Object-tracking capability lets you specify what you want to focus on -- your subject's face, for example -- with the tap of a finger. It did a good job of staying locked onto the subject even when we moved the camera around, as long as we kept our motion smooth and slow.
Typical touchscreen phone
Other than the camera-like looks of its rear, the Pixon 12 reminds us of the Samsung Jet. Instead of the Jet's jewel-like home button, the Pixon 12 has a staid black button, but it keeps the Jet's resistive touchscreen, and we're not fans. Resistive touchscreens require some pressure to make them respond, and they feel rather squishy, so they seem less responsive than capacitive touchscreens, like that of the iPhone. You often need to press the screen with a fingernail, rather than a fingertip, to get the phone to respond.
We wouldn't call the Pixon 12 unresponsive, but it isn't as quick and smooth as we'd like. For example, switching between the three home screens via a swipe of the finger takes too long, and it also takes a few moments for widgets to appear. The home screen can be filled with Samsung's selection of widgets, and some are fun and useful, like the widget that controls the music player. But most of them aren't worth bothering with. For example, the Facebook widget is just a link to the Web page, and doesn't help you update your status or display live updates. Unfortunately, there's no way to lock the widgets in place, and we often accidentally moved them when we were trying to slide around the home screens.
The Pixon 12's average responsiveness isn't helped by its occasionally awkward user interface. For instance, it's great to have a choice of a Qwerty keyboard in landscape mode and an alphanumeric one in portrait mode, and both keyboards worked accurately for us, but why give the button that switches languages equal real estate on the screen to the other keys, which are likely to be used much more often? If you frequently switch between languages, you might love this feature, but, for the average user, it's a bad UI decision.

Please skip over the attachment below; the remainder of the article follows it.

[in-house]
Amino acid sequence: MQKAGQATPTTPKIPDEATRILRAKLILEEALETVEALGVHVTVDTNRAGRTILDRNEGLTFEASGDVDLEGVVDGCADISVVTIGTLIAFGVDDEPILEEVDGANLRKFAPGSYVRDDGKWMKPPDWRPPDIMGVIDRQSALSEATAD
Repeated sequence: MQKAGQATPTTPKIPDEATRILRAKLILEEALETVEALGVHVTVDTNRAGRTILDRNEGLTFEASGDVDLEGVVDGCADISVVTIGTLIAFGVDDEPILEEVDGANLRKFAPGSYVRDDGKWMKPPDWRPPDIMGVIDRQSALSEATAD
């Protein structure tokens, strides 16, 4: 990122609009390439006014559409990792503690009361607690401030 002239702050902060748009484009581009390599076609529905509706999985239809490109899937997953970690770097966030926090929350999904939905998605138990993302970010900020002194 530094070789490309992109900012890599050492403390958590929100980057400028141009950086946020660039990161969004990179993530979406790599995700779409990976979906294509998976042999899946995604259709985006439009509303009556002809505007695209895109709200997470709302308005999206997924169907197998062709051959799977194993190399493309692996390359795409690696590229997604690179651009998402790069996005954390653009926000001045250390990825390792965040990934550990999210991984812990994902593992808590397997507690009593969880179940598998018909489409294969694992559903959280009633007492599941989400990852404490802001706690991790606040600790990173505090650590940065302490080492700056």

The Pixon 12 features plenty of Samsung's UI innovations that we've seen on earlier phones, like the option to unlock the phone by tracing a letter on the screen, launching an application at the same time. There's also an address book that uses photos instead of text -- you tag faces and link them to numbers. But these features tended to fall flat when we actually used them, taking more time and trouble to set up than they saved.
On the other hand, we like the Pixon 12's bright and beautiful AMOLED screen, and photos look sharp and gorgeous on the display. It also packs Wi-Fi, HSDPA and HSUPA for fast data over 3G, which is great for uploading those huge, 12-megapixel photos. Our model came with a 2GB microSD card on-board, and the Pixon 12 supports cards of up to 16GB.
The camera-like appearance of Samsung's Pixon 12 M8910 flagship camera phone could tempt you to chuck out your compact snapper. But its xenon flash, which helps to produce excellent photos in low light, is also its downfall, since the phone often fails to capture a picture when the flash isn't ready. It's frustrating, and, since a camera phone's strength should be its readiness to snap that spontaneous gurn, celebrity or Loch Ness Monster shot, it's a major flaw. Besides its camera, the Pixon 12 is an average touchscreen phone.
Edited by Charles Kloet